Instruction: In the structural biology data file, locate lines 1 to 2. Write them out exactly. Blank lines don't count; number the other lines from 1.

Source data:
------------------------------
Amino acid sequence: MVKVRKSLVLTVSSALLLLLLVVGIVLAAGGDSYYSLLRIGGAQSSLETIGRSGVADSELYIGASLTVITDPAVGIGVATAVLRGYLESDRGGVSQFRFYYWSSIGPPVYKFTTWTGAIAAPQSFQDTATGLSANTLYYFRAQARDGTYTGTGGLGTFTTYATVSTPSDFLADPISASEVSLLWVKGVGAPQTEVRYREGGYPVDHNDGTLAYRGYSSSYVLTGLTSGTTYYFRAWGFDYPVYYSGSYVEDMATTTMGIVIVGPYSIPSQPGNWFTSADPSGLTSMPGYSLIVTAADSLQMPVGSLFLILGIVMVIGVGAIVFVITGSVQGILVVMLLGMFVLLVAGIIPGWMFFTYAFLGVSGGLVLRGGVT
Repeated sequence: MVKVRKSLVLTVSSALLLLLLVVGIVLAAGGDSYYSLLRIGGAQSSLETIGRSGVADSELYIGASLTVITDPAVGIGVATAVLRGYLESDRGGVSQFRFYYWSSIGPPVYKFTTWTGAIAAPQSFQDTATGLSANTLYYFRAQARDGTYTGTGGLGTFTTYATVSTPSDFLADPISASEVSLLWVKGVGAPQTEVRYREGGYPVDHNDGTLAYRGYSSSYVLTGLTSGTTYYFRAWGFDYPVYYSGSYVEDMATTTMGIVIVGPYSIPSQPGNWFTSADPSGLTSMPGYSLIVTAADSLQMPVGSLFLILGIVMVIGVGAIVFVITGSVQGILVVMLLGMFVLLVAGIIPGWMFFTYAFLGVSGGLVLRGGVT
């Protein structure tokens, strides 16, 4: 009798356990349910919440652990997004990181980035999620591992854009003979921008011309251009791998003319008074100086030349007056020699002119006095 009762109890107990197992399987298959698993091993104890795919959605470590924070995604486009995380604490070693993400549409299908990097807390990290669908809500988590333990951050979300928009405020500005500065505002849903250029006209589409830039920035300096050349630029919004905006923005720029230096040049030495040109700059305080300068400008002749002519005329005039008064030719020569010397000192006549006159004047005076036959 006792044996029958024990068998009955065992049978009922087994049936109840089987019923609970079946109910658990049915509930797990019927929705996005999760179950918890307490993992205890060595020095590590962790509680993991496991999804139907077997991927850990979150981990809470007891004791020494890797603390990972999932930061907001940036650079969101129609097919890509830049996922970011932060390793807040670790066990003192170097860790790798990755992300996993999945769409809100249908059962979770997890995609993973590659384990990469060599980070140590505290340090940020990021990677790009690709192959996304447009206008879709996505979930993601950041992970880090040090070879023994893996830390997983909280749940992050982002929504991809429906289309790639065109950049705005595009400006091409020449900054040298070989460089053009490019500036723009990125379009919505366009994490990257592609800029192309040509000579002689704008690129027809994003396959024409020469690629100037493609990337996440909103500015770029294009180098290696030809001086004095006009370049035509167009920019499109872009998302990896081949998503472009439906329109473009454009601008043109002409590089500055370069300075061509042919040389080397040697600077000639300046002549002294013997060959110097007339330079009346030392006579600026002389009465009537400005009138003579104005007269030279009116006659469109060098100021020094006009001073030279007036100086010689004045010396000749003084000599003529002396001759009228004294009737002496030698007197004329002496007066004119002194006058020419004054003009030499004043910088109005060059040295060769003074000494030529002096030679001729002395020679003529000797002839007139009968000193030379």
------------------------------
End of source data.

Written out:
Amino acid sequence: MVKVRKSLVLTVSSALLLLLLVVGIVLAAGGDSYYSLLRIGGAQSSLETIGRSGVADSELYIGASLTVITDPAVGIGVATAVLRGYLESDRGGVSQFRFYYWSSIGPPVYKFTTWTGAIAAPQSFQDTATGLSANTLYYFRAQARDGTYTGTGGLGTFTTYATVSTPSDFLADPISASEVSLLWVKGVGAPQTEVRYREGGYPVDHNDGTLAYRGYSSSYVLTGLTSGTTYYFRAWGFDYPVYYSGSYVEDMATTTMGIVIVGPYSIPSQPGNWFTSADPSGLTSMPGYSLIVTAADSLQMPVGSLFLILGIVMVIGVGAIVFVITGSVQGILVVMLLGMFVLLVAGIIPGWMFFTYAFLGVSGGLVLRGGVT
Repeated sequence: MVKVRKSLVLTVSSALLLLLLVVGIVLAAGGDSYYSLLRIGGAQSSLETIGRSGVADSELYIGASLTVITDPAVGIGVATAVLRGYLESDRGGVSQFRFYYWSSIGPPVYKFTTWTGAIAAPQSFQDTATGLSANTLYYFRAQARDGTYTGTGGLGTFTTYATVSTPSDFLADPISASEVSLLWVKGVGAPQTEVRYREGGYPVDHNDGTLAYRGYSSSYVLTGLTSGTTYYFRAWGFDYPVYYSGSYVEDMATTTMGIVIVGPYSIPSQPGNWFTSADPSGLTSMPGYSLIVTAADSLQMPVGSLFLILGIVMVIGVGAIVFVITGSVQGILVVMLLGMFVLLVAGIIPGWMFFTYAFLGVSGGLVLRGGVT